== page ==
I have an older (1998) Century stick welder that I could use some advice on.

Handyhusband01

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Location
Hamlin, NY
Welder
Miller 250HF, Vulcan Omnipro 220
Some good suggestions here regarding cleaning insides. My buddy got a "free" AC buzzbox that sat under a bench for years and rods of the same vintage from an acquaintance but couldn't weld anything until he bought fresh rods from the welding supply house. After you blow out the dust and lube the fan, I'd try brand new rods. It might be just that simple. Oh and keep them away from moisture. Good Luck.
 

Jim #12

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Location
Washington
Welder
Century mod# 110-110
I've been a little remiss at not responding sooner. I took the welder apart and cleaned it completely and freed up the adjustment handles (this is where the problem was at, as they would not work properly.) The welder works like it should and has taken care of the problems I had been having.
I want to thank all of you for your input
Jim
 

welding seabee

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I am a dual journeyman aircraft and automotive mechanic, as well as a certified x-ray, ultrasonic, eddy current, magnetic particle and liquid penetrant NDT inspector.

I became a certified X-ray weld inspector in 1977. I have rejected 1000's of welds over the last 30 years. I have taught 1000's of student inspectors how to visually inspect a weld, BEFORE they waste the customer's time and money by X-Raying it. It costs between $300 to $600 per foot of weld to x-ray it - if you bring it into their shop - 10 times that, if they have to drive out to your place.

You cannot possible expect to have any success with an old buzz-box farmer welder, without completing a whole lot of maintenance and replacement of worn parts - starting with new cables, ground clamps, rod holders and ovens, contact points, new DRY welding rods, preferably using a 6011 root and filling with 7018 and that depends upon what you are welding and the parent metal composition/alloy material. Actually, MIG/GMAW is best for making root passes, because you would have fewer stop-start problems, or defects.

The first thing you need to research is common weld procedures, at any welding company in your area. They explain in precise detail every possible aspect of how to complete a successful weld.

Then practice welding sample pieces for at least 8 to 10 hours, using different thicknesses and weld positions, before you ever actually weld something important. I always chop up the weld samples and rip them apart whenever possible, to make sure there is complete penetration and no included weld defects ie: porosity (caused by water), slag inclusions, plus at least 30 more potential defect problems.

It has been my experience that welding is one of the most difficult learning processes in the industrial trades field.
Some people are just naturally great right from the start and others can't seem to lay a decent bead if their life depended upon it.
If I ever caught some idiot welder soaking his rods in water, he would be down the road in one hell of a hurry and blackballed in my petroleum industry.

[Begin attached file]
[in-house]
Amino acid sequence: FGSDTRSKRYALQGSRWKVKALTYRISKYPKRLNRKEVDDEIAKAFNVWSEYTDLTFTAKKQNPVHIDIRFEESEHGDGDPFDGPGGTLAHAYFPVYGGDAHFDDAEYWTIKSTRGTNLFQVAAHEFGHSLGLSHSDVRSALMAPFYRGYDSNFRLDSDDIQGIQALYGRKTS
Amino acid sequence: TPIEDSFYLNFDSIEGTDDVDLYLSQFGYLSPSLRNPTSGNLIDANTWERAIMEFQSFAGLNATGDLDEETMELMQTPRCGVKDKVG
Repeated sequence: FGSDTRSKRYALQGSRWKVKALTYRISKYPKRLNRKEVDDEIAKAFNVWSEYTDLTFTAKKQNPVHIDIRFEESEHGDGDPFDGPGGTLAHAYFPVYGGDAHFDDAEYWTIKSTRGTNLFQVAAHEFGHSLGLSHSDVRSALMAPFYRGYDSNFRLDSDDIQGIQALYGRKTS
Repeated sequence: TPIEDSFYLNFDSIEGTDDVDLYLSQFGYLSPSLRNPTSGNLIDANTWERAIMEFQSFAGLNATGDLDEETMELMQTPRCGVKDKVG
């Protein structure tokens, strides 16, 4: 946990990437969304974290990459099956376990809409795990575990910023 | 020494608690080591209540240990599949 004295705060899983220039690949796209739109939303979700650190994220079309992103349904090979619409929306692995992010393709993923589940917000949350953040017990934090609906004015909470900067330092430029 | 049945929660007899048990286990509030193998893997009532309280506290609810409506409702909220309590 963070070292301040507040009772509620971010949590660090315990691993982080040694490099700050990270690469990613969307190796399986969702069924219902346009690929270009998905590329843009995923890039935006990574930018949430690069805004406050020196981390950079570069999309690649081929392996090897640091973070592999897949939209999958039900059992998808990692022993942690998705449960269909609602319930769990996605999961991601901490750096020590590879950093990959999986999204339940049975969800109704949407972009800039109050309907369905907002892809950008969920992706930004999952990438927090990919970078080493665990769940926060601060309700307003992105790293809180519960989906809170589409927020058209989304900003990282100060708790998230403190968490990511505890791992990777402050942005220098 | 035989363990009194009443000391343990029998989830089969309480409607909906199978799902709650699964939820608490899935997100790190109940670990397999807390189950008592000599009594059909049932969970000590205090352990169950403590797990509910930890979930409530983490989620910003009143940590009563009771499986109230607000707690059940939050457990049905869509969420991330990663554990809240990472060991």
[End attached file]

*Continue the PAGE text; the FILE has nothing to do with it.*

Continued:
I will reiterate my previous; there is only one moving part in those old welders, the shunt plug that varies the amperage. There are no contacts or relays even in the AC/DC units. I seriously doubt any of the new solid state stuff will still be around in 50+ years. My MW welder is that old and still going strong.

In my younger day I was a Union Pipefitter with welding skills. Seldom was dispatched as a welder as I avoided long term welding. Welding allowed me to often be the last guy layed off when a project finished. As a welder you used the machine(s) the company had. I used a lot of AC only machines with no problems. Even passed an ASME test on 6" pipe up-hand style using all 1/8" 6011 rod. Over the years I was certified as an ASME Power Piping and Pressure Vessel welder and passed the Oregon Class 5 Pipefitter exam first attempt. In those days we did not have 7018 rod. Used a lot of 6013 for weld out after 6010 or 6011 root pass.
 

California

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Sonoma County
And a note from an amateur: I've had good results using 6011 1/8" rods that must be at least 30 years old. 15+ years ago I went to buy a Craigslist 14 ft wooden orchard ladder from an old cherry farmer who was retiring. He had all sorts of ancient stuff in his barn. Most impressive was a 1920's flatbed truck cut down so the steering wheel was the highest point, that he had use to haul the 40 lb lug boxes out of the orchard.

I saw a dust covered open box of 6011 and asked if they were still good. He replied in this dry climate don't worry, they should be ok, but he had no use for them after he went to MIG several years before. Along with the ladder he added this open, dusty, 80%-remaining 25 lb (?) box of rods for another $5. Amazon cost would be north of $50 for similar new.

They work fine. My avatar photo welding a hitch (on an L-shaped bar) on to the box blade was the first of many practical projects using these rods and the 1960's Wards Powerkraft AC-230.
 

welding seabee